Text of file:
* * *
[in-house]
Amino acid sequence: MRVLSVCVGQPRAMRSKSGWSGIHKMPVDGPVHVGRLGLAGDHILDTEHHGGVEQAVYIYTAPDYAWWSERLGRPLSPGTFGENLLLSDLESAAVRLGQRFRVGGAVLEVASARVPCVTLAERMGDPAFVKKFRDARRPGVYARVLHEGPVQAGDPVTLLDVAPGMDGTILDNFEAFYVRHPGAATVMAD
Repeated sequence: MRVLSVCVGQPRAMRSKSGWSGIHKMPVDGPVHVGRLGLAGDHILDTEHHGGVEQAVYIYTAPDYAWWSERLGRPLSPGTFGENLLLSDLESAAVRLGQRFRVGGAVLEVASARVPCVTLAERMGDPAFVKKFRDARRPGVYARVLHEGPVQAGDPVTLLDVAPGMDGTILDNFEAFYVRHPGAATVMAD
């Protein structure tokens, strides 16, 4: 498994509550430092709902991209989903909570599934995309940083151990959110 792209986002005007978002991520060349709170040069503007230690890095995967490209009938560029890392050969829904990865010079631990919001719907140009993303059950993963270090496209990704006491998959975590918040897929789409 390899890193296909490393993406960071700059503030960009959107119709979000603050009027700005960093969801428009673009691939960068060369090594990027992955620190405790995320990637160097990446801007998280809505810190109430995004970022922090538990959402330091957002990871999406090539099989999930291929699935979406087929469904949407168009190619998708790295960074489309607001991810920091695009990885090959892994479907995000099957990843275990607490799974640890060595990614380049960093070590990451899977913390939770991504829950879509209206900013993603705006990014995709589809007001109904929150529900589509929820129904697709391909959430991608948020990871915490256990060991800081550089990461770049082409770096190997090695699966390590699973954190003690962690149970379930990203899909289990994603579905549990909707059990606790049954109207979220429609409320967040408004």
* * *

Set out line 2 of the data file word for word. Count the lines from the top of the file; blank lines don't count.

Amino acid sequence: MRVLSVCVGQPRAMRSKSGWSGIHKMPVDGPVHVGRLGLAGDHILDTEHHGGVEQAVYIYTAPDYAWWSERLGRPLSPGTFGENLLLSDLESAAVRLGQRFRVGGAVLEVASARVPCVTLAERMGDPAFVKKFRDARRPGVYARVLHEGPVQAGDPVTLLDVAPGMDGTILDNFEAFYVRHPGAATVMAD